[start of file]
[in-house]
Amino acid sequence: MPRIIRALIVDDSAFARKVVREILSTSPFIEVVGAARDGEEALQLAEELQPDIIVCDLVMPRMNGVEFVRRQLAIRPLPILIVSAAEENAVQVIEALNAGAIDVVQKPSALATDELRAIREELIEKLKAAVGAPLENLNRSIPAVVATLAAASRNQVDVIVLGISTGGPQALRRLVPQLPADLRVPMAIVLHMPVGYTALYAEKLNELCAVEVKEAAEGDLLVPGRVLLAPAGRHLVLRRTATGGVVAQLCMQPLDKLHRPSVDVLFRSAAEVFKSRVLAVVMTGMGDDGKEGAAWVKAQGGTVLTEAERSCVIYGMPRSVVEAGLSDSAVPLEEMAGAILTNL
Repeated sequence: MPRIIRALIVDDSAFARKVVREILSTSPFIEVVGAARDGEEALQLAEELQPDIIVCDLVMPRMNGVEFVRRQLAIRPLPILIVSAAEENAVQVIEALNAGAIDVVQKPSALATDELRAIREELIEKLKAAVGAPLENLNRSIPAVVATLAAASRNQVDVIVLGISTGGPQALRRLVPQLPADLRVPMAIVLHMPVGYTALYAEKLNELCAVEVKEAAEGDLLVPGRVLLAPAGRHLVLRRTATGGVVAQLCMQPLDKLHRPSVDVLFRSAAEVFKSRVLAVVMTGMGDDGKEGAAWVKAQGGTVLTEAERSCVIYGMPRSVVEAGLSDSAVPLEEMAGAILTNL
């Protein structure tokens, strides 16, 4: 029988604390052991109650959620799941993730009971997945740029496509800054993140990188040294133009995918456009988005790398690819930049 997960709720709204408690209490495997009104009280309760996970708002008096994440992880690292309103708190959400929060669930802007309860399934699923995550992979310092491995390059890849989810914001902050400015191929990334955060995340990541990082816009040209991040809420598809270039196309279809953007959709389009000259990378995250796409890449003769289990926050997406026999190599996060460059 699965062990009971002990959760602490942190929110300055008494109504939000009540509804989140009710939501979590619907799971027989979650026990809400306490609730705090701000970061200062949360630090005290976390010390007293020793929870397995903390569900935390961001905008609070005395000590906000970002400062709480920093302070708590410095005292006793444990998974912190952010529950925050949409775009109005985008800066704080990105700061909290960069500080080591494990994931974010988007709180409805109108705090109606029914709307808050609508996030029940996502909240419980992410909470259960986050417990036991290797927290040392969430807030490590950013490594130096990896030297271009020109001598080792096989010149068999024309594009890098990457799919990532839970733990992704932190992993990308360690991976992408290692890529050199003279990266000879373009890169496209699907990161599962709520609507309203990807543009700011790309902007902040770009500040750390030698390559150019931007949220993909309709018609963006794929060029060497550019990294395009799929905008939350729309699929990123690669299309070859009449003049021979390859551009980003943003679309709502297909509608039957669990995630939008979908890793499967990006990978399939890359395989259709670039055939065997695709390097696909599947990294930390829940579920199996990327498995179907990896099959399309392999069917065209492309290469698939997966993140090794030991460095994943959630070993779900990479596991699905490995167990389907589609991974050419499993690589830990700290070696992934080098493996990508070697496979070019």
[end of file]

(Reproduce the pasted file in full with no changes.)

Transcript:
[in-house]
Amino acid sequence: MPRIIRALIVDDSAFARKVVREILSTSPFIEVVGAARDGEEALQLAEELQPDIIVCDLVMPRMNGVEFVRRQLAIRPLPILIVSAAEENAVQVIEALNAGAIDVVQKPSALATDELRAIREELIEKLKAAVGAPLENLNRSIPAVVATLAAASRNQVDVIVLGISTGGPQALRRLVPQLPADLRVPMAIVLHMPVGYTALYAEKLNELCAVEVKEAAEGDLLVPGRVLLAPAGRHLVLRRTATGGVVAQLCMQPLDKLHRPSVDVLFRSAAEVFKSRVLAVVMTGMGDDGKEGAAWVKAQGGTVLTEAERSCVIYGMPRSVVEAGLSDSAVPLEEMAGAILTNL
Repeated sequence: MPRIIRALIVDDSAFARKVVREILSTSPFIEVVGAARDGEEALQLAEELQPDIIVCDLVMPRMNGVEFVRRQLAIRPLPILIVSAAEENAVQVIEALNAGAIDVVQKPSALATDELRAIREELIEKLKAAVGAPLENLNRSIPAVVATLAAASRNQVDVIVLGISTGGPQALRRLVPQLPADLRVPMAIVLHMPVGYTALYAEKLNELCAVEVKEAAEGDLLVPGRVLLAPAGRHLVLRRTATGGVVAQLCMQPLDKLHRPSVDVLFRSAAEVFKSRVLAVVMTGMGDDGKEGAAWVKAQGGTVLTEAERSCVIYGMPRSVVEAGLSDSAVPLEEMAGAILTNL
């Protein structure tokens, strides 16, 4: 029988604390052991109650959620799941993730009971997945740029496509800054993140990188040294133009995918456009988005790398690819930049 997960709720709204408690209490495997009104009280309760996970708002008096994440992880690292309103708190959400929060669930802007309860399934699923995550992979310092491995390059890849989810914001902050400015191929990334955060995340990541990082816009040209991040809420598809270039196309279809953007959709389009000259990378995250796409890449003769289990926050997406026999190599996060460059 699965062990009971002990959760602490942190929110300055008494109504939000009540509804989140009710939501979590619907799971027989979650026990809400306490609730705090701000970061200062949360630090005290976390010390007293020793929870397995903390569900935390961001905008609070005395000590906000970002400062709480920093302070708590410095005292006793444990998974912190952010529950925050949409775009109005985008800066704080990105700061909290960069500080080591494990994931974010988007709180409805109108705090109606029914709307808050609508996030029940996502909240419980992410909470259960986050417990036991290797927290040392969430807030490590950013490594130096990896030297271009020109001598080792096989010149068999024309594009890098990457799919990532839970733990992704932190992993990308360690991976992408290692890529050199003279990266000879373009890169496209699907990161599962709520609507309203990807543009700011790309902007902040770009500040750390030698390559150019931007949220993909309709018609963006794929060029060497550019990294395009799929905008939350729309699929990123690669299309070859009449003049021979390859551009980003943003679309709502297909509608039957669990995630939008979908890793499967990006990978399939890359395989259709670039055939065997695709390097696909599947990294930390829940579920199996990327498995179907990896099959399309392999069917065209492309290469698939997966993140090794030991460095994943959630070993779900990479596991699905490995167990389907589609991974050419499993690589830990700290070696992934080098493996990508070697496979070019």